Tech

Buying an older CPU: How far back should you go?

intel core i7-8700K on top of coffee beans on top of a tableImage: Gordon Mah Ung / IDG

On the whole, the cost of computers has dropped a lot. (When adjusted for inflation, the mid-1990s equivalent of today’s basic $650 computers came in around $4,000.) But PCs still aren’t cheap—so it’s understandable that to meet a tight budget, some builders look to cut corners where they can.

One way to do that is by purchasing an older CPU, one that predates even the last generation of parts. Such processors can be hard to find new but still sometimes turn up here and there. This strategy is also commonplace among those shopping the used market for PC components. Buy lightly used older chips, and you can save a decent chunk of cash.

But how far back should you go? The best answer to that often-asked question varies from person to person, and so to make the right choice, you should weigh the importance of the following four factors. Don’t have a lot of time? Not to worry. We have a couple of specific recommendations below, too.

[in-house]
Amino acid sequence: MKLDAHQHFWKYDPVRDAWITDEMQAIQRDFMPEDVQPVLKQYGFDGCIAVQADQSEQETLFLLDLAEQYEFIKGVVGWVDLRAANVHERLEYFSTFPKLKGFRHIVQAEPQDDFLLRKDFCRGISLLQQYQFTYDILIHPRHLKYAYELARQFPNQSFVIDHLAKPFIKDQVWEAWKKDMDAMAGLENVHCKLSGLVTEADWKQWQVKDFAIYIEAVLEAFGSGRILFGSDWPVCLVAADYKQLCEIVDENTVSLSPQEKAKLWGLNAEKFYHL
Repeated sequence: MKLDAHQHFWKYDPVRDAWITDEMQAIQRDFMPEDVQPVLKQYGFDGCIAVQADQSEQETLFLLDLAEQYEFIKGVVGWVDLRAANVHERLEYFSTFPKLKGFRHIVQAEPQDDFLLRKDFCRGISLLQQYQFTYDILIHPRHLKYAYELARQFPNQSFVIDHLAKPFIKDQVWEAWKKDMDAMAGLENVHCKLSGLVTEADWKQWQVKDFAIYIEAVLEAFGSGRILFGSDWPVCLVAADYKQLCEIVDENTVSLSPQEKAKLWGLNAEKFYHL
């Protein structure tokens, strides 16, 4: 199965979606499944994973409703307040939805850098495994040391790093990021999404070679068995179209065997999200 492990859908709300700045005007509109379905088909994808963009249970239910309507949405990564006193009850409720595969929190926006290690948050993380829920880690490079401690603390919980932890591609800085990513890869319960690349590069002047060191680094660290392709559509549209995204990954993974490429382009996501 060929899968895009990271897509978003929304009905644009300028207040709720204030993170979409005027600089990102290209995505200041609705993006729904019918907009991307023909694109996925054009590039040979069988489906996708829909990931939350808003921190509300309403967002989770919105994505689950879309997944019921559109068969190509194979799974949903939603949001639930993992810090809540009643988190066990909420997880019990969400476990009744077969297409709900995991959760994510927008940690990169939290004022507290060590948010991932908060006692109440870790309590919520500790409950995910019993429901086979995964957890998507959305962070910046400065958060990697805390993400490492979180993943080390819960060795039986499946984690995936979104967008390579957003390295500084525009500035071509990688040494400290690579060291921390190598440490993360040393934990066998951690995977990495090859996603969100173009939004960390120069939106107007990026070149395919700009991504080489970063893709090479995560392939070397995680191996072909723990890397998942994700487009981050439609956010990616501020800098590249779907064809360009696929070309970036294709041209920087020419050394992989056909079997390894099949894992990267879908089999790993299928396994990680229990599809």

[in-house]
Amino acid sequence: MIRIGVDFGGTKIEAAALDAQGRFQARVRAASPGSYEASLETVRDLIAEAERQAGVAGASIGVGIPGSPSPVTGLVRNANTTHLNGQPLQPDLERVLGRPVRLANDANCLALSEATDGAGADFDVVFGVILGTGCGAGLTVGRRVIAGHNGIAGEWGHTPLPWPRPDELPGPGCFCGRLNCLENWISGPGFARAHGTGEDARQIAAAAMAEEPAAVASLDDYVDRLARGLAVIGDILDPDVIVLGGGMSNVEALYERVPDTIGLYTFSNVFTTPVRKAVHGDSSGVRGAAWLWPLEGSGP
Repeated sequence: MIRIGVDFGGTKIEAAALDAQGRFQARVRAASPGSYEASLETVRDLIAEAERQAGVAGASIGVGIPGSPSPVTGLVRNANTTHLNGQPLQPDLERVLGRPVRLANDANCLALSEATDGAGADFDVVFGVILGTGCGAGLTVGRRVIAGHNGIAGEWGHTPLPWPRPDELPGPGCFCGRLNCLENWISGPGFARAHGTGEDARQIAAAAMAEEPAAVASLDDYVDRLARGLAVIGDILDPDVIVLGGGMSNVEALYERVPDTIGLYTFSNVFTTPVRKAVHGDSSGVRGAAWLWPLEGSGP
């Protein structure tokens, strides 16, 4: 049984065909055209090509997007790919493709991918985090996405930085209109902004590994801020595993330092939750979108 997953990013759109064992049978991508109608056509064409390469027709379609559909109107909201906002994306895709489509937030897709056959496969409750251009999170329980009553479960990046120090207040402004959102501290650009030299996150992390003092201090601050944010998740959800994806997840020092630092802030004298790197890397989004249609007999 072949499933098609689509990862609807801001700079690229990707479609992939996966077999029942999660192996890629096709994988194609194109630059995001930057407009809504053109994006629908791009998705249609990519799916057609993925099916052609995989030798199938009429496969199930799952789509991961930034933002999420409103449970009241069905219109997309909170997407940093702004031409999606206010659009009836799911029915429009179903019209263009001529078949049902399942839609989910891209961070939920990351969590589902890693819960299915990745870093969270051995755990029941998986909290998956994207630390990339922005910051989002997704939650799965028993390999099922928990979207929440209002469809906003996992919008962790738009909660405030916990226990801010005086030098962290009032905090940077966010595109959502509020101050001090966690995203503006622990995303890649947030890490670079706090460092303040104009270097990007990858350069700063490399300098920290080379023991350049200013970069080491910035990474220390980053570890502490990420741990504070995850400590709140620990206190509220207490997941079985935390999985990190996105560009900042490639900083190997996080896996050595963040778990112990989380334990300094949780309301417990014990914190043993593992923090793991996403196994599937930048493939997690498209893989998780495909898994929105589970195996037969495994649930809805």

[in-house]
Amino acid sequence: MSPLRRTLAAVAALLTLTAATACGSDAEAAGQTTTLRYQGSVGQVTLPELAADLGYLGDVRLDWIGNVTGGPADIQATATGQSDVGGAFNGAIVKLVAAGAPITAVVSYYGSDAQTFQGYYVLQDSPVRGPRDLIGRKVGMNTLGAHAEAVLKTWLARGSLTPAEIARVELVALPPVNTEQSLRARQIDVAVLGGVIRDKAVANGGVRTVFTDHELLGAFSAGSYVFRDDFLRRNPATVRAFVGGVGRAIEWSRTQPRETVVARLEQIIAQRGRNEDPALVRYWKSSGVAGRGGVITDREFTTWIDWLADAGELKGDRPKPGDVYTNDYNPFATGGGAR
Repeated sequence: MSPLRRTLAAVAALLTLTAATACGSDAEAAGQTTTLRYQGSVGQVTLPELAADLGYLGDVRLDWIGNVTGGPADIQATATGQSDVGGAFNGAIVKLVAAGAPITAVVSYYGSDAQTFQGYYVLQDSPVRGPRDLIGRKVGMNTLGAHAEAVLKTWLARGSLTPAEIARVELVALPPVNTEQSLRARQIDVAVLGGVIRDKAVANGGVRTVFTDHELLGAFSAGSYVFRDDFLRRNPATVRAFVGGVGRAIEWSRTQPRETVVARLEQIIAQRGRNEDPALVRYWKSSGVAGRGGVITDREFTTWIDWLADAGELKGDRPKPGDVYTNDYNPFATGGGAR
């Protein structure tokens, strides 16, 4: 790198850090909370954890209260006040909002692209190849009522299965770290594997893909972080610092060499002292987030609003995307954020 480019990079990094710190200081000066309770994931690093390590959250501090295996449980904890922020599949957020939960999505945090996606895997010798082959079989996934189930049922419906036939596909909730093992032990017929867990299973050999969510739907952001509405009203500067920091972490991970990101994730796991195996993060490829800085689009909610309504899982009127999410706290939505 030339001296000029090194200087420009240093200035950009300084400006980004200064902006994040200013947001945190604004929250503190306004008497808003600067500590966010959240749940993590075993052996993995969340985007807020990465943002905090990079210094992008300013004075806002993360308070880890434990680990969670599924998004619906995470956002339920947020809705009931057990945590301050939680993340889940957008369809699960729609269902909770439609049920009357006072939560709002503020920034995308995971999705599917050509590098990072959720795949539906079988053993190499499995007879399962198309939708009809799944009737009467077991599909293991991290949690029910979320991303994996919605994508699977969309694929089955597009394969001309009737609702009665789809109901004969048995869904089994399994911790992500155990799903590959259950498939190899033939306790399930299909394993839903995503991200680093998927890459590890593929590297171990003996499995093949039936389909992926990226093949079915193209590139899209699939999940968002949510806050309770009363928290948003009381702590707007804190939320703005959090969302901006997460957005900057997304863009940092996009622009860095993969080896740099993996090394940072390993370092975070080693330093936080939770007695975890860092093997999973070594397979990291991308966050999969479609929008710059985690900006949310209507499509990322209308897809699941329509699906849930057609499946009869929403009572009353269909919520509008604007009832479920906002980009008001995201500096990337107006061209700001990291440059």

Security updates

Google/Natascha Eibl

Go too far back with your search for a cheap CPU, and you may have trouble finding one up to snuff on the security front. You should always ask yourself if there are any outstanding security vulnerabilities—and how readily you can address them. For example, Spectre and Meltdown patches came primarily through motherboard updates, which means you’d have to be sure you could get a motherboard that would provide the latest security protections for the CPU you’re eyeing.